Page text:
机器视觉课题组

模式识别国家重点实验室

中国科学院自动化研究所

  

最新科研进展

Dynamic Graph Cuts in Parallel
Miao Yu, Shuhan Shen, Zhanyi Hu
IEEE Transactions on Image Processing, 26(8): 3775-3788, 2017.

Abstract: This paper aims at bridging the two important trends in efficient graph cuts in the literature, the one is to decompose a graph into several smaller subgraphs to take the advantage of parallel computation, the other is to reuse the solution of the max-flow problem on a residual graph to boost the efficiency on another similar graph. Our proposed parallel dynamic graph cuts algorithm takes the advantages of both, and is extremely efficient for certain dynamically changing MRF models in computer vision. The performance of our proposed algorithm is validated on two typical dynamic graph cuts problems: the foreground background segmentation in video, where similar graph cuts problems need to be solved in sequential and GrabCut, where graph cuts are used iteratively.

  

HSfM: Hybrid Structure-from-Motion
Hainan Cui, Xiang Gao, Shuhan Shen, Zhanyi Hu
CVPR 2017 (Spotlight)

Abstract: Structure-from-Motion (SfM) methods can be broadly categorized as incremental or global according to their ways to estimate initial camera poses. While incremental system has advanced in robustness and accuracy, the efficiency remains its key challenge. To solve this problem, global reconstruction system simultaneously estimates all camera poses from the epipolar geometry graph, but it is usually sensitive to outliers. In this work, we propose a new hybrid SfM method to tackle the issues of efficiency, accuracy and robustness in a unified framework. More specifically, we propose an adaptive community-based rotation averaging method first to estimate camera rotations in a global manner. Then, based on these estimated camera rotations, camera centers are computed in an incremental way. Extensive experiments show that our hybrid method performs similarly or better than many of the state-of-the-art global SfM approaches, in terms of computational efficiency, while achieves similar reconstruction accuracy and robustness with two other state-of-the-art incremental SfM approaches.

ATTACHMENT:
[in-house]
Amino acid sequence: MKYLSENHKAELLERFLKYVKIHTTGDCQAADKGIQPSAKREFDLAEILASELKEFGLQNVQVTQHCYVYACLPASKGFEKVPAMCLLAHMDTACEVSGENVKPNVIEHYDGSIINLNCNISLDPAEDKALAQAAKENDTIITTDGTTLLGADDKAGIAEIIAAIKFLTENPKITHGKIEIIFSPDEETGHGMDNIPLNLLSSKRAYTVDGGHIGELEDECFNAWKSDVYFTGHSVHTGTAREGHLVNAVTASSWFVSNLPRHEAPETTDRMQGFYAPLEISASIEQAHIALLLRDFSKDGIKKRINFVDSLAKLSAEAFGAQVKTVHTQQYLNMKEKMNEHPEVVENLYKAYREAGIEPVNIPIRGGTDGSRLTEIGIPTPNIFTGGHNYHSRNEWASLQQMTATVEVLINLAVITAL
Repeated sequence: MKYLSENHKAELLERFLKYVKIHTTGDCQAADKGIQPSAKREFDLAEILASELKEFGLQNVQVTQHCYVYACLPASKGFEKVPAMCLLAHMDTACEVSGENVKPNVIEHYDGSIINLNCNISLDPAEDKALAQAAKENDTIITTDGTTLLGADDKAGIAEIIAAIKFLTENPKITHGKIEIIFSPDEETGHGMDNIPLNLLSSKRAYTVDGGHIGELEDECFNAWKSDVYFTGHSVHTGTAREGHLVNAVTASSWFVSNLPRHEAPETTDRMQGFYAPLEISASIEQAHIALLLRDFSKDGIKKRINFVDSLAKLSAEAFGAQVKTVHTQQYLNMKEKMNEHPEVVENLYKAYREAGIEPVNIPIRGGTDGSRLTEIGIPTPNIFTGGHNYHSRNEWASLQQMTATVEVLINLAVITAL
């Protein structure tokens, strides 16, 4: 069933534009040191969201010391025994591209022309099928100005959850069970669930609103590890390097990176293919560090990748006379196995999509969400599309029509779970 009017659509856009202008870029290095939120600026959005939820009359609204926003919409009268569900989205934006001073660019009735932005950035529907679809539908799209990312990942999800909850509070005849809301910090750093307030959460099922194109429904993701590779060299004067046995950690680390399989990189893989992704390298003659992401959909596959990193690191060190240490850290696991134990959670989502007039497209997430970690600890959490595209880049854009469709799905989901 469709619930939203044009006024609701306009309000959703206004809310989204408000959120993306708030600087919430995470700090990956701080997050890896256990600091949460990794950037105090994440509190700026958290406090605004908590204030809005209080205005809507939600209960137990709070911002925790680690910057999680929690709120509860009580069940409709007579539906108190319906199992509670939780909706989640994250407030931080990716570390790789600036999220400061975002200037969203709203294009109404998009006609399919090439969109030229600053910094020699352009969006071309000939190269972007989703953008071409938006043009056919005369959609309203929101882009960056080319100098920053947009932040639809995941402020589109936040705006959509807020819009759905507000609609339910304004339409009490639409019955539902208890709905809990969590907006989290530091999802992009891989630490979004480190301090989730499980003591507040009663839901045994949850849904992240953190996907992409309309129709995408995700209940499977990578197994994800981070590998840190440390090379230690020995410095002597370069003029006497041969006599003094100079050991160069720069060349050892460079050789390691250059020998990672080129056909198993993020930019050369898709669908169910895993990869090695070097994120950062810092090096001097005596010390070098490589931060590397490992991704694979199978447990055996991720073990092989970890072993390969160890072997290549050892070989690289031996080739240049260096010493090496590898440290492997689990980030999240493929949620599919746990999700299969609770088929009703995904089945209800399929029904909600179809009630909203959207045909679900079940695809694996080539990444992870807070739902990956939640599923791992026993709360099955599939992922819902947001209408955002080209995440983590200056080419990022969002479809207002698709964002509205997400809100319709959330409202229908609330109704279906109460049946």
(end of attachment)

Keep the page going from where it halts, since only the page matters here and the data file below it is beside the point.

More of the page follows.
L2-Net: Deep Learning of Discriminative Patch Descriptor in Euclidean Space
Yurun Tian, Bin Fan, Fuchao Wu
CVPR 2017

Abstract: The research focus of designing local patch descriptors has gradually shifted from handcrafted ones (e.g., SIFT) to learned ones. In this paper, we propose to learn high performance descriptor in Euclidean space via the Convolutional Neural Network (CNN). Our method is distinctive in four aspects: (i) We propose a progressive sampling strategy which enables the network to access billions of training samples in a few epochs. (ii) Derived from the basic concept of local patch matching problem, we emphasize the relative distance between descriptors. (iii) Extra supervision is imposed on the intermediate feature maps.(iv) Compactness of the descriptor is taken into account. The proposed network is named as L2-Net since the output descriptor can be matched in Euclidean space by L2 distance. L2-Net achieves state-of-the-art performance on the Brown datasets [16], Oxford dataset [18] and the newly proposed Hpatches dataset [11]. The good generalization ability shown by experiments indicates that L2-Net can serve as a direct substitution of the existing handcrafted descriptors. The pre-trained L2-Net is publicly available.